occupied plaintiff's position and had performed it as plaintiff was performing it.
Plaintiff's claim that he suffered retaliation for filing grievances must also fail because defendant has demonstrated nonretaliatory reasons for its alleged discriminatory actions. See Williams v. Boorstin, 213 U.S. App. D.C. 345, 663 F.2d 109, 116 (D.C. Cir. 1980). Plaintiff claims that his office was moved from the fourth floor to the fifth floor of the Department of Agriculture's South Building from October 1984 to August 1986, making it difficult for him to receive information from the Division and to participate in activities relating to his work with the Small Business Administration. However, uncontroverted testimony established that during this time plaintiff's division lost office space to another agency as a result of a realignment of space, that plaintiff's supervisor made a judgment about which individuals did not routinely have to interact with others within the division, and that, in addition to plaintiff, one black secretary and two white employees were also moved to the fifth floor. As to plaintiff's claim that Robert Wicks encouraged black secretary Patricia Perkins to file a sexual harassment charge against plaintiff, the evidence is inadequate to prove that Wicks was retaliating against plaintiff by advising Perkins of her rights and assuring her that appropriate action could be taken to protect her against any sexual harassment.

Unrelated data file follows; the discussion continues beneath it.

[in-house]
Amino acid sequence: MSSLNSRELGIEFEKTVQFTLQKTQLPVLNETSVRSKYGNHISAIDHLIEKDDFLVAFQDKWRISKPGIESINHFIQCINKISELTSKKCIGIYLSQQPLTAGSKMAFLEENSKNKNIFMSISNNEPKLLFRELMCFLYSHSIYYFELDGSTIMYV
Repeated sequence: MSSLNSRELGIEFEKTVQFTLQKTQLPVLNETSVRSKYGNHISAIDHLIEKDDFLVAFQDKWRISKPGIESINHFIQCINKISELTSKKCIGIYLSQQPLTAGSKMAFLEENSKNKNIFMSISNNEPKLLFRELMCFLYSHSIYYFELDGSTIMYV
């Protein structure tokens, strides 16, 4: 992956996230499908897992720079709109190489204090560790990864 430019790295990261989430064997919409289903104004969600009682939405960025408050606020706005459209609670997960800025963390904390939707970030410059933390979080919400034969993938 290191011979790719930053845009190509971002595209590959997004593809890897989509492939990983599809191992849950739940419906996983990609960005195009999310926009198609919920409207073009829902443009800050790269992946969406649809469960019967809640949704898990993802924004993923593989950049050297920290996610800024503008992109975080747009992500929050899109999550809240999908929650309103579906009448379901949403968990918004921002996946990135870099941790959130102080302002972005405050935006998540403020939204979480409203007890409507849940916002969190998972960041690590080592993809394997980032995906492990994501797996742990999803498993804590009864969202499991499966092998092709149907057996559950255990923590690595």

Finally, plaintiff has made much of what he perceived as a racial slur in which he took a reference by a white colleague, William L. Davis, to "black dog" as a reference to plaintiff. The incident occurred on October 22, 1987 at an informal conference in the office of Robert J. Svec, plaintiff's then supervisor, in which plaintiff was the only black among the several employees gathered for the meeting. Defendant contends that the plaintiff misunderstood as intended for him what was in fact a reference to a picture of black dog on Svec's desk, which dog was the subject of continuing bantering between Davis and Svec. Defendant has added, however, that on that same day, Davis apologized to the FAS Administrator for the incident, and the Administrator reprimanded Davis. Davis claimed that he attempted unsuccessfully to apologize directly to plaintiff. It was not until three months later that Davis wrote an apology to plaintiff. While the "black dog" incident does evidence an environment of racial insensitivity on the part of some white managers and acute sensitivity on the part of a black employee working in an environment where he is the only black in a meeting, it is nevertheless not actionable here.
Accordingly, an accompanying Order will direct the Clerk of the Court to enter judgment for defendant.
ORDER - July 7, 1989, Filed
For reasons stated in an accompanying Memorandum, it is this 6th day of July, 1989, hereby
ORDERED: that the Clerk of the Court shall enter judgment for defendant.